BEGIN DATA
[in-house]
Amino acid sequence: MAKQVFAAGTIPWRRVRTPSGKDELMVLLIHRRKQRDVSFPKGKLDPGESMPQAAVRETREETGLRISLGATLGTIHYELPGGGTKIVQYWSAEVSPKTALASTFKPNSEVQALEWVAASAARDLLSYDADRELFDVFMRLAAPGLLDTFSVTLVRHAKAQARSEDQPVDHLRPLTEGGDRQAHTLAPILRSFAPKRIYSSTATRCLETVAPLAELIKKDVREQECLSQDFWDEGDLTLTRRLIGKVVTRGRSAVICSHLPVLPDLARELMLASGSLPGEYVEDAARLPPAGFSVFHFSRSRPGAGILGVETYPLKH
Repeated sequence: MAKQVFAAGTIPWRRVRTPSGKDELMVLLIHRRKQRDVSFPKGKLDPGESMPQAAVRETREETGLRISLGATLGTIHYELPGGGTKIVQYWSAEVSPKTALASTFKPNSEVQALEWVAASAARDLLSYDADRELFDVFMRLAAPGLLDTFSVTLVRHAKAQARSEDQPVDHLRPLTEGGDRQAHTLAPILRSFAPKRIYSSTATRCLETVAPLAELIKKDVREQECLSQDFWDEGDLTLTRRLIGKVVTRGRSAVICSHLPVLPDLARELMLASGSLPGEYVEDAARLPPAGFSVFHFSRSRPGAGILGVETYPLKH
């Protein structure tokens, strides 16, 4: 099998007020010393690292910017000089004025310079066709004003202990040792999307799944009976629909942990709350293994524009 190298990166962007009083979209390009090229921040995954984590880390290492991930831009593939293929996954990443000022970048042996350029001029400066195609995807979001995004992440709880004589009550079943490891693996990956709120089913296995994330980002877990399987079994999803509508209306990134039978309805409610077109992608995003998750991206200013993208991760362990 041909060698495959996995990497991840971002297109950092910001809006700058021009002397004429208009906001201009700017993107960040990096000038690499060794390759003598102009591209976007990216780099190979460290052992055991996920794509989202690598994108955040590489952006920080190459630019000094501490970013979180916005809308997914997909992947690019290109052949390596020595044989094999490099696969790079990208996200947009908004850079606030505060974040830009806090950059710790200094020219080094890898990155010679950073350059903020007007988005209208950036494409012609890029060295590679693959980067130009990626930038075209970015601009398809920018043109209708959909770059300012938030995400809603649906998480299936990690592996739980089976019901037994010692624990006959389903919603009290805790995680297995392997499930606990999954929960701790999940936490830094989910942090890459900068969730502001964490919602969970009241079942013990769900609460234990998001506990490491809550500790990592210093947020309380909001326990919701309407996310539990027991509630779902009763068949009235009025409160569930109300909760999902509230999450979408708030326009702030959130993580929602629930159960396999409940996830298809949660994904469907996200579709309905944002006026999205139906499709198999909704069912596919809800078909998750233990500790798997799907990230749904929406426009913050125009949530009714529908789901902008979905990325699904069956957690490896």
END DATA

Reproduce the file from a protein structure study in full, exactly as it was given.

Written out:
[in-house]
Amino acid sequence: MAKQVFAAGTIPWRRVRTPSGKDELMVLLIHRRKQRDVSFPKGKLDPGESMPQAAVRETREETGLRISLGATLGTIHYELPGGGTKIVQYWSAEVSPKTALASTFKPNSEVQALEWVAASAARDLLSYDADRELFDVFMRLAAPGLLDTFSVTLVRHAKAQARSEDQPVDHLRPLTEGGDRQAHTLAPILRSFAPKRIYSSTATRCLETVAPLAELIKKDVREQECLSQDFWDEGDLTLTRRLIGKVVTRGRSAVICSHLPVLPDLARELMLASGSLPGEYVEDAARLPPAGFSVFHFSRSRPGAGILGVETYPLKH
Repeated sequence: MAKQVFAAGTIPWRRVRTPSGKDELMVLLIHRRKQRDVSFPKGKLDPGESMPQAAVRETREETGLRISLGATLGTIHYELPGGGTKIVQYWSAEVSPKTALASTFKPNSEVQALEWVAASAARDLLSYDADRELFDVFMRLAAPGLLDTFSVTLVRHAKAQARSEDQPVDHLRPLTEGGDRQAHTLAPILRSFAPKRIYSSTATRCLETVAPLAELIKKDVREQECLSQDFWDEGDLTLTRRLIGKVVTRGRSAVICSHLPVLPDLARELMLASGSLPGEYVEDAARLPPAGFSVFHFSRSRPGAGILGVETYPLKH
């Protein structure tokens, strides 16, 4: 099998007020010393690292910017000089004025310079066709004003202990040792999307799944009976629909942990709350293994524009 190298990166962007009083979209390009090229921040995954984590880390290492991930831009593939293929996954990443000022970048042996350029001029400066195609995807979001995004992440709880004589009550079943490891693996990956709120089913296995994330980002877990399987079994999803509508209306990134039978309805409610077109992608995003998750991206200013993208991760362990 041909060698495959996995990497991840971002297109950092910001809006700058021009002397004429208009906001201009700017993107960040990096000038690499060794390759003598102009591209976007990216780099190979460290052992055991996920794509989202690598994108955040590489952006920080190459630019000094501490970013979180916005809308997914997909992947690019290109052949390596020595044989094999490099696969790079990208996200947009908004850079606030505060974040830009806090950059710790200094020219080094890898990155010679950073350059903020007007988005209208950036494409012609890029060295590679693959980067130009990626930038075209970015601009398809920018043109209708959909770059300012938030995400809603649906998480299936990690592996739980089976019901037994010692624990006959389903919603009290805790995680297995392997499930606990999954929960701790999940936490830094989910942090890459900068969730502001964490919602969970009241079942013990769900609460234990998001506990490491809550500790990592210093947020309380909001326990919701309407996310539990027991509630779902009763068949009235009025409160569930109300909760999902509230999450979408708030326009702030959130993580929602629930159960396999409940996830298809949660994904469907996200579709309905944002006026999205139906499709198999909704069912596919809800078909998750233990500790798997799907990230749904929406426009913050125009949530009714529908789901902008979905990325699904069956957690490896």